Presentation by Slavs and Tatars (artists-in-residence)
Slavs and Tatars presented “Molla Nasreddin: the magazine that would’ve, could’ve, should’ve.” It features a selection of the most iconic covers, illustrations and caricatures from the legendary Azeri satirical periodical of the early 20th century, “Molla Nasreddin.” The most important publication of its kind, “Molla Nasreddin” was read across the Muslim world from Morocco to Iran, addressing issues whose relevance has not abated, such as women’s rights, the Latinization of the alphabet, Western imperial powers, creeping socialism from Russia in the north, and growing Islamism from Iran in the south. “Molla Nasreddin” not only contributed to a crucial understanding of national identity in the case study of the complexity called the Caucasus but offered a momentous example of the powers of the press both then and today.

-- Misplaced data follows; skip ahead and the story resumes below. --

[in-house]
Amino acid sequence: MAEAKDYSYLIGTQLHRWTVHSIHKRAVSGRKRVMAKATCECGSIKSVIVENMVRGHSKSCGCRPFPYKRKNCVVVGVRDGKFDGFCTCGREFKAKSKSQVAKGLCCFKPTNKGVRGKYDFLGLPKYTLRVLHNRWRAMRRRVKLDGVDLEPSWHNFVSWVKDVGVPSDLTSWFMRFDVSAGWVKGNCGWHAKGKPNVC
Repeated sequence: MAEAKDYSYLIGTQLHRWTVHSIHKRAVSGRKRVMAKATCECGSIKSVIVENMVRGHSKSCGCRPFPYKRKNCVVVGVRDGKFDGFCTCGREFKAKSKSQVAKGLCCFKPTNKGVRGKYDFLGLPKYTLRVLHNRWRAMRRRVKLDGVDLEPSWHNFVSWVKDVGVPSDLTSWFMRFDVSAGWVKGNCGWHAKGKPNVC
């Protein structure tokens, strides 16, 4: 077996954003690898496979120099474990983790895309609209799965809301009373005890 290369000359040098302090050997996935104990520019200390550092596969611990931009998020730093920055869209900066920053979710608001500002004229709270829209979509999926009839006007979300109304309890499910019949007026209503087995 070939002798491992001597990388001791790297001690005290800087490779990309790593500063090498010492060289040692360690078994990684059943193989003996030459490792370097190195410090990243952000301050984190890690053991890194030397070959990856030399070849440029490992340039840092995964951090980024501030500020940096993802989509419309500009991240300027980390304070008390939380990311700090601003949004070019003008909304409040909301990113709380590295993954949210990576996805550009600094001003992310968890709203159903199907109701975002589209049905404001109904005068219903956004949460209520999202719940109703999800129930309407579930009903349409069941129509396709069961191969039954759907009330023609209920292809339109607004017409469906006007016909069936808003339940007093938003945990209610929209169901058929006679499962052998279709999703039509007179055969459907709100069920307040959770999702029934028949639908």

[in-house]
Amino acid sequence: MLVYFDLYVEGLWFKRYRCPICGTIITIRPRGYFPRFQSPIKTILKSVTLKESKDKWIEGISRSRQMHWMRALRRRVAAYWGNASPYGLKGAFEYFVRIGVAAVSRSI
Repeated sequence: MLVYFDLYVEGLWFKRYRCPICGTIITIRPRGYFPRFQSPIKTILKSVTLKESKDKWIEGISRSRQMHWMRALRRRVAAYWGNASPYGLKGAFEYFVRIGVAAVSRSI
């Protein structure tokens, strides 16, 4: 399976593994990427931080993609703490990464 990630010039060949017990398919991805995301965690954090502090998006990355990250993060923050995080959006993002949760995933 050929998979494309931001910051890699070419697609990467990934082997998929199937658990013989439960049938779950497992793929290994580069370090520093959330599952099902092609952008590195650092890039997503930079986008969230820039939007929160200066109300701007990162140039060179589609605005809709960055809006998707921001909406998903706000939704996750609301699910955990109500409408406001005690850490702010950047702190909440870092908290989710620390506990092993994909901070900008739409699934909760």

Slavs and Tatars is a faction of polemics and intimacies devoted to an area east of the former Berlin Wall and west of the Great Wall of China known as Eurasia. The collective’s practice is based on three activities: exhibitions, books and lecture-performances. Pursuing an unconventional research-based approach, the group identifies the “area east of the former Berlin Wall and west of the Great Wall of China known as Eurasia” as the focus of their multidisciplinary practice. Slavs and Tatars has published Kidnapping Mountains (Book Works, 2009), Love Me, Love Me Not: Changed Names (onestar press, 2010) and Molla Nasreddin: the magazine that would’ve, could’ve, should’ve (JRP-Ringier, 2011). Their work has been exhibited at the Frieze Sculpture Park, the 10th Sharjah, 8th Mercosul, and 3rd Thessaloniki Biennials.
Friday, December 2, 2011 – 8:30-10:30 PM